After graduating, Lynley taught art at Queen Margaret College in Wellington. Teaching meant any creative energy she had went into her students, though, and it was only when she became a stay-at-home mum to her two children, son Matthew (47) and daughter Elizabeth (45), that she looked at getting back into drawing.

Lynley began freelance illustrating in the early 1970s. One of her jobs was for the Correspondence School, drawing fortnightly sets for the children which, naturally, involved animals. However, becoming a children’s book author took a bit more courage. She first collaborated with her late husband Tony’s cousin, Eve Sutton, to create her debut book My Cat Likes to Hide in Boxes in 1973. Once Lynley got a taste for the experience, as she puts it, “I thought I’d like the whole thing to myself!”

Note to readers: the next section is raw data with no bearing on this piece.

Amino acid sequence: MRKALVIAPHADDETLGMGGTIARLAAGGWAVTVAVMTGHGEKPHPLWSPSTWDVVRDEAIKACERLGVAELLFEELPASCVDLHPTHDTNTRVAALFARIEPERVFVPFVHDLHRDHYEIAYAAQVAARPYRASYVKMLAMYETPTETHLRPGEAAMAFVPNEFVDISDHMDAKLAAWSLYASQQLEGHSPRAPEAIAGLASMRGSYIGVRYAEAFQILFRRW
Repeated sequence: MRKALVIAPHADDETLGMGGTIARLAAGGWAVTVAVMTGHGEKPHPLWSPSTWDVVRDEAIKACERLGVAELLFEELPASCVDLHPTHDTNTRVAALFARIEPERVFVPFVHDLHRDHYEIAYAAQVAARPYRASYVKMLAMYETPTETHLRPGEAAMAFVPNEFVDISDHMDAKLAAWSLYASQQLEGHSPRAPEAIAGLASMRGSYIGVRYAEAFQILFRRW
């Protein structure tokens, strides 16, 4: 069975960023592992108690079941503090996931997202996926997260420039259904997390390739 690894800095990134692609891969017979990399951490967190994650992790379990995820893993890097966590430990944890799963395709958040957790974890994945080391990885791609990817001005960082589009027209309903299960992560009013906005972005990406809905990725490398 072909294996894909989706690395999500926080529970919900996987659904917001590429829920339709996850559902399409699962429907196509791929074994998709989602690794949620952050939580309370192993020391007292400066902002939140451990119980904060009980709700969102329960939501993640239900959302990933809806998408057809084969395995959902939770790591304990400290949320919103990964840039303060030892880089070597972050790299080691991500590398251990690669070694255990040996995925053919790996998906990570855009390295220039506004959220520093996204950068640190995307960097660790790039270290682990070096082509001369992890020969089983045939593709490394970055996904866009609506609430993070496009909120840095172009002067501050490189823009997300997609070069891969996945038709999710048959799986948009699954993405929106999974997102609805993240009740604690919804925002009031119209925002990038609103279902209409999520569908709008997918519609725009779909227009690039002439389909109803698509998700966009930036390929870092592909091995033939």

By the late 1970s, she had received the first Choysa Bursary for Children’s Writers, with her children affectionately calling her the “$5000 mum”.

Lynley thinks there is still a place for paperbacks. “Judging by the hundreds I sign, traditional books are still very much alive!”

Lynley began working on more ideas and, feeling they needed a publisher, she was happily approached by Ann Mallinson of Mallinson Rendel. Ann had heard of Lynley’s search and suggested she send her ideas through. However, Hairy wasn’t included – in fact, Lynley’s best-selling work was a happy accident.